We and others have shown that there is another morphological subtype ("intestinal type") which, in contrast, is paucicellular and collagen-rich. Both cellular elements, fibroblastic spindle cells and inflammatory infiltrate, are less numerous. These tumors tend to be larger than those of the gastric type (Huss et al., 2012).
Outside of ulcerations no necroses are found. There is no considerable proliferative activity as mitoses of the spindle cell are almost never seen and Ki67 is below 1%.
Immunohistochemically, the spindle cells are mostly positive for CD34 but this feature may be absent especially in the intestinal type. PDGFRA expression is frequently found. Immunostains for KIT, DOG-1 as well as S100 and EMA are consistently negative. This may be important in the differential diagnosis of gastrointestinal stromal tumors, perineuriomas and other spindle cell lesions of the gastrointestinal tract.
 
Inflammatory fibroid polyp of the stomach. Histological appearance of the "classic" (gastric) type with heavy inflammatory infiltrate.
Treatment Most inflammatory fibroid polyps can be endoscopically removed. Only rarely surgery is necessary.
Prognosis Benign tumor, no risk for an aggressive clinical behavior. Patient may, however, suffer from severe disturbances due to mucosal bleeding, local obstruction or intussusception.

Genetics

Note Activating mutations in exon 12, 14 and 18 of PDGFRA (platelet derived growth factor alpha) are the only known genetic alterations in inflammatory fibroid polyps.

Genes involved and Proteins

Gene Name PDGFRA
Location 4q12
Note In the first genetic study of inflammatory fibroid polyps 16 out of 23 lesions showed mutations in PDGFRA (Schildhaus et al., 2008). This finding could be confirmed shortly after the first description by a second independent study (Lasota et al., 2009), and meanwhile four series and one case report with molecular analyses have been published covering a total of 145 IFP (for review see: Huss et al., 2012). The frequency of mutations among the case series ranged from 21.7% to 69.6%, obviously at least partially depending on the methodology used. Additionally, the tumor cell content may contribute to differences in the frequency of mutations since many IFP contain only few lesional cells in a background of heavy inflammation or are considerably small.
Activating PDGFRA mutations occur in exons 12, 14 and 18. A genotype - phenotype correlation could be established in terms of tumor location as gastric IFP harbor significantly more frequent exon 18 mutations. Exon 12 mutations are, however, associated with small bowel lesions. So far, only two cases with exon 14 mutations have been described, one originating from the small bowel the other from the stomach.
Mutational types vary; there are point mutations as well as duplications and complex delins mutations. One mutational hot spot in IFP includes codons 567-571 of PDGFRA (exon 12) with p.566_571delinsR representing the most frequent subtype. Another frequently found mutation is a single nucleotide substitution in exon 18 (p.D842V).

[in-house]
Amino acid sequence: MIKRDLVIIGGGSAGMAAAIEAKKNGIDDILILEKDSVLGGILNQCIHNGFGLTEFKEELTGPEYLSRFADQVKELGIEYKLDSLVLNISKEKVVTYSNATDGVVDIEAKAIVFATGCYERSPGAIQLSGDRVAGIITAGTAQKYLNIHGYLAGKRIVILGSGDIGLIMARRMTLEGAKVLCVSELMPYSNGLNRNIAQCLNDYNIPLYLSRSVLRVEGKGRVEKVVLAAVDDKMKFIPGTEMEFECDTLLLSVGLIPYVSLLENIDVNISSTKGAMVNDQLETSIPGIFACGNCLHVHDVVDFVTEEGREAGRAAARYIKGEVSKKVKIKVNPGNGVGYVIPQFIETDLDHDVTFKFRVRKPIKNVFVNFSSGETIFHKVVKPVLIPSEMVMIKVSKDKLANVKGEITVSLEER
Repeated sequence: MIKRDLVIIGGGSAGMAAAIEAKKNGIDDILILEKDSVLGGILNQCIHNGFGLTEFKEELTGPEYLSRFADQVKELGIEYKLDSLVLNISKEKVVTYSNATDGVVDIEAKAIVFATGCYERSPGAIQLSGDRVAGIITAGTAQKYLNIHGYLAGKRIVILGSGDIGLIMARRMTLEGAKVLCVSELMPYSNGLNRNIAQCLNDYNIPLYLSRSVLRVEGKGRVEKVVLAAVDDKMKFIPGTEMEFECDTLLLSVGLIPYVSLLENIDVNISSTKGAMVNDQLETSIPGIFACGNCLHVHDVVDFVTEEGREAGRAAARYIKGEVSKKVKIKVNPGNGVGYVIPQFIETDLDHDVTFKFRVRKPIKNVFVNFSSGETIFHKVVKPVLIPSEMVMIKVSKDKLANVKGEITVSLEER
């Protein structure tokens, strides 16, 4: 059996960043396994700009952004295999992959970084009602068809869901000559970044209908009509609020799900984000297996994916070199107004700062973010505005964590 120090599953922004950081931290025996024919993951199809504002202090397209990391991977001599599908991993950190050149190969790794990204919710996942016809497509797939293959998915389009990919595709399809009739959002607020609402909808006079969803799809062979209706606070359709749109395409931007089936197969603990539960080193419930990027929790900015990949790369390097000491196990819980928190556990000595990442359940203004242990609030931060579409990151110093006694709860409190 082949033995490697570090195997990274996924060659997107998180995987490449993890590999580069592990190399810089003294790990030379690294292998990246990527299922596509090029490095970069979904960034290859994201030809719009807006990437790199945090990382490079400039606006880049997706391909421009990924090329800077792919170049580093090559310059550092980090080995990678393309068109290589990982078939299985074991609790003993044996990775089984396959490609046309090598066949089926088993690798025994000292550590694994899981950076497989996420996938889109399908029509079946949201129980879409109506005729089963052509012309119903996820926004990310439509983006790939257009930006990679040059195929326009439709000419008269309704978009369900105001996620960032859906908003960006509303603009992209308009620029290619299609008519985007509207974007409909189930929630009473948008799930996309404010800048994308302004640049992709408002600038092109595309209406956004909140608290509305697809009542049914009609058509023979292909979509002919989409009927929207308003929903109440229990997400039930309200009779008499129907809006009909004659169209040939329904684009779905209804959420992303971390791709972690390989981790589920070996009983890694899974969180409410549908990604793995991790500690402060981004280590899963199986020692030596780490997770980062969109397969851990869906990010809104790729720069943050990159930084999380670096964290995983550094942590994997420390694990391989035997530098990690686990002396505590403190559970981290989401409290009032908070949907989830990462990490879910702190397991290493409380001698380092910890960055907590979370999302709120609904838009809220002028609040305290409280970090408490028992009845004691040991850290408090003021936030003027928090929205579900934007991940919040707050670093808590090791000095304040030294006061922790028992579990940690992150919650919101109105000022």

Result of the chromosomal anomaly

Hybrid Gene
Note Not known.
Fusion Protein
Note Not known.
  

Bibliography

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Bolck F, Katenkamp D.
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Management of gastric polyps: a pathology-based guide for gastroenterologists.
Carmack SW, Genta RM, Graham DY, Lauwers GY.
Nat Rev Gastroenterol Hepatol. 2009 Jun;6(6):331-41. doi: 10.1038/nrgastro.2009.70. (REVIEW)
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Inflammatory fibroid polyps of the stomach.
Helwig EB, Ranier A.
Surg Gynecol Obstet. 1953 Mar;96(3):335-67.
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Activating PDGFRA mutations in inflammatory fibroid polyps occur in exons 12, 14 and 18 and are associated with tumour localization.
Huss S, Wardelmann E, Goltz D, Binot E, Hartmann W, Merkelbach-Bruse S, Buttner R, Schildhaus HU.
Histopathology. 2012 Jul;61(1):59-68. doi: 10.1111/j.1365-2559.2012.04203.x. Epub 2012 Mar 6.
PMID 22394371
 
Gain-of-function PDGFRA mutations, earlier reported in gastrointestinal stromal tumors, are common in small intestinal inflammatory fibroid polyps. A study of 60 cases.
Lasota J, Wang ZF, Sobin LH, Miettinen M.
Mod Pathol. 2009 Aug;22(8):1049-56. doi: 10.1038/modpathol.2009.62. Epub 2009 May 15.
PMID 19448595
 
Inflammatory fibroid polyps harbour mutations in the platelet-derived growth factor receptor alpha (PDGFRA) gene.
Schildhaus HU, Cavlar T, Binot E, Buttner R, Wardelmann E, Merkelbach-Bruse S.
J Pathol. 2008 Oct;216(2):176-82. doi: 10.1002/path.2393.
PMID 18686281
 
Gastric submucosal granuloma with eosinophilic infiltration.
Vanek J.
Am J Pathol. 1949 May;25(3):397-411.
PMID 18127133
 

Citation

This paper should be referenced as such :
Schildhaus, HU
Inflammatory fibroid polyps
Atlas Genet Cytogenet Oncol Haematol. 2013;17(9):647-649.
Free journal version : [ pdf ]   [ DOI ]
On line version : http://AtlasGeneticsOncology.org/Tumors/InflFibroidPolypID6423.html